MOSCOW/DUBAI/LONDON (Reuters) - Saudi Arabia said on Friday it was not in talks with Russia to balance oil markets despite rising pressure from Washington to stop a price rout amid the coronavirus pandemic and an attempt by Moscow to fix a rift with the de facto OPEC leader.
A three-year supply pact between the Organization of the Petroleum Exporting Countries (OPEC) and other producers, including Russia, fell apart this month after Moscow refused to support Riyadh’s plan for deeper production cuts, prompting Saudi Arabia to pledge to raise output to a record high.
The resulting supply boost has coincided with plummeting demand as governments around the world implement national lockdowns to slow the spread of the coronavirus. The twin-pronged assault on prices has sent Brent crude LCOc1 to a 17-year low below $25 a barrel and hammered the income of oil producers.
“There have been no contacts between Saudi Arabia and Russia energy ministers over any increase in the number of OPEC+ countries, nor any discussion of a joint agreement to balance oil markets,” an official from Saudi Arabia’s energy ministry said, referring to the wider grouping of oil producers.
The comment came after a senior Russian official said on Friday that a larger number of oil producers could cooperate with OPEC and Russia, in an indirect reference to the United States, the world’s biggest producer which has never cut production.
“Joint actions by countries are needed to restore the (global) economy ... They (joint actions) are also possible in the OPEC+ deal’s framework,” said Kirill Dmitriev, the head of Russia’s sovereign wealth fund.
Dmitriev and Energy Minister Alexander Novak were Russia’s top negotiators for the previous OPEC pact, which officially expires on March 31. Dmitriev declined to say which nations could be included in a new deal.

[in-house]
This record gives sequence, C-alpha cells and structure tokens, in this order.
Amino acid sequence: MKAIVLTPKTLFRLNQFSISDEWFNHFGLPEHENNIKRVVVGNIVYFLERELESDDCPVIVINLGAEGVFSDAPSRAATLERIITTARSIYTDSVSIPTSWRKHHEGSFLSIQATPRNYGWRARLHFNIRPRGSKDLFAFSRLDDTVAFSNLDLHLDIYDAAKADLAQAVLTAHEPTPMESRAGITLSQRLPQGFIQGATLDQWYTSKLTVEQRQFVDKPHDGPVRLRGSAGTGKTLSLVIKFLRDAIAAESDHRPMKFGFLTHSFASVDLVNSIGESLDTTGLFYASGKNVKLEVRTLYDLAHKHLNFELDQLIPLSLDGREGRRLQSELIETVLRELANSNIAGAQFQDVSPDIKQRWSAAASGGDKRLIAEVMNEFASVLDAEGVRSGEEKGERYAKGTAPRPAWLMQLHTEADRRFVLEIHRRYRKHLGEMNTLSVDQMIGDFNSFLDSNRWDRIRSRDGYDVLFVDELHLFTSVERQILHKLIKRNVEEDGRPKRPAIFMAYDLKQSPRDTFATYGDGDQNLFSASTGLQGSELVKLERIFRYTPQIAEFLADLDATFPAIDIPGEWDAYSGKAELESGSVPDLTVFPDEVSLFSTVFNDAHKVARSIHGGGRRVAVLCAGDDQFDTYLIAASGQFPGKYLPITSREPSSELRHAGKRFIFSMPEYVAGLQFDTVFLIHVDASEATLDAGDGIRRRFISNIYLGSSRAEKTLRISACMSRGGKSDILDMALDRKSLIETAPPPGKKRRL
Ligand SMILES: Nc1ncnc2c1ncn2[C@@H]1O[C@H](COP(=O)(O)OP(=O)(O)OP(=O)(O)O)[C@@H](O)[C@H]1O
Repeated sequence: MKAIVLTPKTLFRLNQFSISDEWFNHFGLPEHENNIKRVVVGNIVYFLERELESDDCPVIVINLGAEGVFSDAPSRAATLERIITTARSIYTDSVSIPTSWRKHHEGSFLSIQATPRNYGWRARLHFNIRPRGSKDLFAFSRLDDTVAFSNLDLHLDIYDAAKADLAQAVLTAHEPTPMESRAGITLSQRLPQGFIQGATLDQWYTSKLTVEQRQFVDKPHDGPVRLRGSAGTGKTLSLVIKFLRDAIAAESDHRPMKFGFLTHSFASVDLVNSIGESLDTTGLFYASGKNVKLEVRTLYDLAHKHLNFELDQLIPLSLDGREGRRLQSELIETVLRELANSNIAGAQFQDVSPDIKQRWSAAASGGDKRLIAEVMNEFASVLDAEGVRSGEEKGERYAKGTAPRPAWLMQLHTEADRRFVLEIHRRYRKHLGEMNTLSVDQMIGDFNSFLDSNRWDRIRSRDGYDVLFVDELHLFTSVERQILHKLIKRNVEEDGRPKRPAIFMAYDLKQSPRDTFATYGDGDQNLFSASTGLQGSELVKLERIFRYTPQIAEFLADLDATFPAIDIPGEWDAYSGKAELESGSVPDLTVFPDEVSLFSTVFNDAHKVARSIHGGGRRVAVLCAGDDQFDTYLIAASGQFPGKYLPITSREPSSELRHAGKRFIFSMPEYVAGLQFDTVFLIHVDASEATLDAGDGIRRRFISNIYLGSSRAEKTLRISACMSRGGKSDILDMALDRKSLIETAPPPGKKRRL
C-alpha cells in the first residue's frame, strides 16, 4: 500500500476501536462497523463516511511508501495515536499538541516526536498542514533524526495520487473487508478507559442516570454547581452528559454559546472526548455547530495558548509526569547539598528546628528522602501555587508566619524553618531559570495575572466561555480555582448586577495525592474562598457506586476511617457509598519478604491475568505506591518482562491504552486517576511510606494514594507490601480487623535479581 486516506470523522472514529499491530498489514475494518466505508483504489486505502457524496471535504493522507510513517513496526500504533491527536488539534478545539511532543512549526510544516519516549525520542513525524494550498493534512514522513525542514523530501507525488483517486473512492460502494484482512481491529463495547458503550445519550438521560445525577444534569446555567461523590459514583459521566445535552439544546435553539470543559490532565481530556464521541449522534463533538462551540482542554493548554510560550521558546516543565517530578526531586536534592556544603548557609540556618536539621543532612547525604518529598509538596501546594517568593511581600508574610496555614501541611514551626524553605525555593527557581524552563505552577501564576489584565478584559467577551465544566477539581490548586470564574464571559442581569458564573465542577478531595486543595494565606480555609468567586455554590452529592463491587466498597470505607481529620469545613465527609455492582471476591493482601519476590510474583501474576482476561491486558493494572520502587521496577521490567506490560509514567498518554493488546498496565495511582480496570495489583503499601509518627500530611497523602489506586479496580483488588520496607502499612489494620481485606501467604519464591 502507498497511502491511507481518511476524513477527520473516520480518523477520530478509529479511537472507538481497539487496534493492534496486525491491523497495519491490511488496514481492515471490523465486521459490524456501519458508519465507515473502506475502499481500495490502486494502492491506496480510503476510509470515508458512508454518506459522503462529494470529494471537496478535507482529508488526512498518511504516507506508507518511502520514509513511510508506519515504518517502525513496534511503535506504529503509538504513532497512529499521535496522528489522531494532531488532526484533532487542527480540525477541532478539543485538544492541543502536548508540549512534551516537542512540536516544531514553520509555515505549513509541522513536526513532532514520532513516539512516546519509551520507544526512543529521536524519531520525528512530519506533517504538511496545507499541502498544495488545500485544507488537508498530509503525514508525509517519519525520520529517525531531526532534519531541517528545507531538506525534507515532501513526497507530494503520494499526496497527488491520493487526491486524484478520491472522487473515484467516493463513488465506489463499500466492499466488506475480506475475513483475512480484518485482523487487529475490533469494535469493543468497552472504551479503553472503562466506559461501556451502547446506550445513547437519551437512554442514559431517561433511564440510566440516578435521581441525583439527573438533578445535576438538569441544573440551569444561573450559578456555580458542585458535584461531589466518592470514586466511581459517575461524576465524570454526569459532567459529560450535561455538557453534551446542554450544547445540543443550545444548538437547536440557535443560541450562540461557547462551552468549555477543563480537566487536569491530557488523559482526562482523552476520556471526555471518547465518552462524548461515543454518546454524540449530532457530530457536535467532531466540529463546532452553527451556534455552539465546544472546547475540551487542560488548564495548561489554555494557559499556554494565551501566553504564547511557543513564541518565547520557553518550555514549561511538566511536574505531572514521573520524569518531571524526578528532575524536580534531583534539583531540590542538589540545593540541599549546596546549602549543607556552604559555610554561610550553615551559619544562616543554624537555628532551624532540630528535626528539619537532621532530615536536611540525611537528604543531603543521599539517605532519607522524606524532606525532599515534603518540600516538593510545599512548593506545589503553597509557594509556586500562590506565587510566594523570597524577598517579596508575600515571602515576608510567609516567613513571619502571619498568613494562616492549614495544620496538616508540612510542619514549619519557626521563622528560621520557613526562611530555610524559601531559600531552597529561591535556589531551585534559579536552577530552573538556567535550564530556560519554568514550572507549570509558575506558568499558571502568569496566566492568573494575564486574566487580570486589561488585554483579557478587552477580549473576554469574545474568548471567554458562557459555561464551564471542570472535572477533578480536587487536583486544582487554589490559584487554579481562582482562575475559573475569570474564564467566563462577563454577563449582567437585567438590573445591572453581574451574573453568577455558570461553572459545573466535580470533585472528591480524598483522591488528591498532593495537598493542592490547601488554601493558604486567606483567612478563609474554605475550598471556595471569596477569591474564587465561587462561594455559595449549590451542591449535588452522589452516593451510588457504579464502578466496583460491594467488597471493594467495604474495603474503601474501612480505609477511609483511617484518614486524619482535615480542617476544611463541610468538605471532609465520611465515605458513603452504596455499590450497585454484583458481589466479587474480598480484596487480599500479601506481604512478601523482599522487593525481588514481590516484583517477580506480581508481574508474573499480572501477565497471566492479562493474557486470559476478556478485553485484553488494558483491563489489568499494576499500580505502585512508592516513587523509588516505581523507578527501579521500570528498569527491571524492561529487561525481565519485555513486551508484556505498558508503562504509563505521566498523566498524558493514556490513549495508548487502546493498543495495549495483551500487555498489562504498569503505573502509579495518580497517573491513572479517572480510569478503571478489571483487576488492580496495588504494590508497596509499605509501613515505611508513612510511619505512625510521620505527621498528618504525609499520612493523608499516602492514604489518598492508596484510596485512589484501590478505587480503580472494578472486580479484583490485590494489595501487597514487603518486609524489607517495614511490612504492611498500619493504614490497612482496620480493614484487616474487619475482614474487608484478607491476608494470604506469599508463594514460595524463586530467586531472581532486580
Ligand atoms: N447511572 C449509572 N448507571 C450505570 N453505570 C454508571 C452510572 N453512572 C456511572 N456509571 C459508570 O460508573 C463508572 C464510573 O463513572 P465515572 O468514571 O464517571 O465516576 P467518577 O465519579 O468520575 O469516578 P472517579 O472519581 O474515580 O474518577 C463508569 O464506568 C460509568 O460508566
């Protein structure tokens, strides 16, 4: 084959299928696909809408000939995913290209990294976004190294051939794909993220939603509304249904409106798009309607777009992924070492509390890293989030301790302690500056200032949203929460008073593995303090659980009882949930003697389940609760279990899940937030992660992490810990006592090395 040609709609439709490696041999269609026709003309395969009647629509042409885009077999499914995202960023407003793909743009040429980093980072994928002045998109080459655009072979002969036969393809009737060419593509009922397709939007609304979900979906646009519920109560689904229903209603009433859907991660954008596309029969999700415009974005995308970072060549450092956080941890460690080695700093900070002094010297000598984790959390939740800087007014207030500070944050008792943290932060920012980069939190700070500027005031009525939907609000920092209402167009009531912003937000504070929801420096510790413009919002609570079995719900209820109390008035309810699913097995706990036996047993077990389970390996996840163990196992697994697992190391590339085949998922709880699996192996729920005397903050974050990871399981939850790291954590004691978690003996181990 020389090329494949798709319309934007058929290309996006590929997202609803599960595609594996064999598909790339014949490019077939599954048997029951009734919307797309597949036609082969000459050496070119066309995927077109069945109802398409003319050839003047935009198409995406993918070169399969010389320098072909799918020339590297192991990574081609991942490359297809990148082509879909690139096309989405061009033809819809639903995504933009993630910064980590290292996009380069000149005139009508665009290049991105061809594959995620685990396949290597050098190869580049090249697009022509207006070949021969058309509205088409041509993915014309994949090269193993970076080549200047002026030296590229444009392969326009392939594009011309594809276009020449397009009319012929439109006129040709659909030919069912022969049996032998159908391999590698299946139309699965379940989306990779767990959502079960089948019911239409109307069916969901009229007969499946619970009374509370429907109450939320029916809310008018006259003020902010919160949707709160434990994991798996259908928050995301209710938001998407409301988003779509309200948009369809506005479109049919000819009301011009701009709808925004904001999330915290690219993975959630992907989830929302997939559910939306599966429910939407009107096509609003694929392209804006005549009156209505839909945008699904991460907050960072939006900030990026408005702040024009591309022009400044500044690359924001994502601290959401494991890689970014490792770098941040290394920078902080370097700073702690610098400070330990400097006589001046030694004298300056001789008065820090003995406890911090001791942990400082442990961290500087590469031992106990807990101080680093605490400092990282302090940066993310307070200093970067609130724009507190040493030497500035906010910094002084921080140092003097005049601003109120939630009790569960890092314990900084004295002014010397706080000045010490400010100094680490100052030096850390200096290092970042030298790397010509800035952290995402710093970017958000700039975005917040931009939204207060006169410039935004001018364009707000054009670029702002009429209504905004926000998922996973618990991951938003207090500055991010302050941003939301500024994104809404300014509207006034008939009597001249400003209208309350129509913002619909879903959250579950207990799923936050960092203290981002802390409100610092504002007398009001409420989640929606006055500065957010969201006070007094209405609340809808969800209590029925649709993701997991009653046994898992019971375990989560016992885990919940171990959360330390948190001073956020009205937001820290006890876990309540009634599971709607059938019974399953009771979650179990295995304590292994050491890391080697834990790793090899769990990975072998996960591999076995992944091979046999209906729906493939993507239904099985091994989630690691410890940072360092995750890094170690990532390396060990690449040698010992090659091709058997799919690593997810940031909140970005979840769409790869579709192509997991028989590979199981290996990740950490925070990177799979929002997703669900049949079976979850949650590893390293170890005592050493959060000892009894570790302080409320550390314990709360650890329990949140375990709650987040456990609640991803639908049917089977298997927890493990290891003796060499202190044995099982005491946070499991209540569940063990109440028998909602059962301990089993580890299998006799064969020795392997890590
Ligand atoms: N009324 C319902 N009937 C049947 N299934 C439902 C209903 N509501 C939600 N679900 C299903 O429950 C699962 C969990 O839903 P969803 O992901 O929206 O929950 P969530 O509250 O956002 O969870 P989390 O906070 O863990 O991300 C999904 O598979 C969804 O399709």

The deal between OPEC and Russia broke down after Moscow declined to support bigger output curbs, arguing that it was too early to estimate the pandemic’s impact.
Officials and oil executives in Russia have been split on the need for cuts with Dmitriev and Novak supporting cooperation while the head of Kremlin oil major Rosneft, Igor Sechin, has criticised the cuts as providing a lifeline to the less competitive U.S. shale industry. President Vladimir Putin has said little since the OPEC+ deal collapsed.
The idea of Washington cooperating with OPEC has long been seen as impossible, not least because of U.S. antitrust laws. U.S. President Donald Trump has repeatedly expressed anger with the cartel because its actions lead to higher prices at the pump.
However, Saudi Arabia’s latest move has put Washington in a difficult position - its battle for market share has led to very low prices but also undermined the U.S. shale industry, which has much higher costs than Saudi or Russia production.
The U.S. administration is facing multiple calls to save the highly leveraged shale industry, which has borrowed trillions of dollars to allow the country to become a large oil and gas exporter despite often uncompetitive costs.
A group of six U.S. senators wrote a letter to Secretary of State Mike Pompeo this week saying Saudi Arabia and Russia “have embarked upon economic warfare against the United States” and were threatening U.S. “energy dominance”.
They called on Saudi Arabia to quit OPEC, reverse its policy of high output, partner with the United States in strategic energy projects or face consequences.
“From tariffs and other trade restrictions to investigations, safeguard actions, sanctions, and much else, the American people are not without recourse,” the senators, including John Hoeven of North Dakota and Lisa Murkowski of Alaska, said in a letter.
Two other senators from oil-producing states introduced a bill on Friday that would remove U.S. armed forces from the kingdom.
Trump last week said he would get involved in the oil price war between Saudi Arabia and Russia at the appropriate time.
U.S. Energy Secretary Dan Brouillette, meanwhile, told Bloomberg TV on Monday that forging a U.S.-Saudi oil alliance was one of “many, many ideas” being floated by U.S. policymakers.
The head of the International Energy Agency, an adviser to the United States and other industrialised countries, on Thursday also called on Saudi Arabia to help stabilise the market.
Algeria, which holds the OPEC presidency at present, has called for a meeting of the group’s Economic Commission Board to be held no later than April 10 to discuss current oil market conditions.
Additional reporting by Maria Tsvetkova, Gleb Stolyarov, Olesya Astakhova and Vladimir Soldatkin in Moscow; Editing by David Goodman, Kirsten Donovan and Tom Brown
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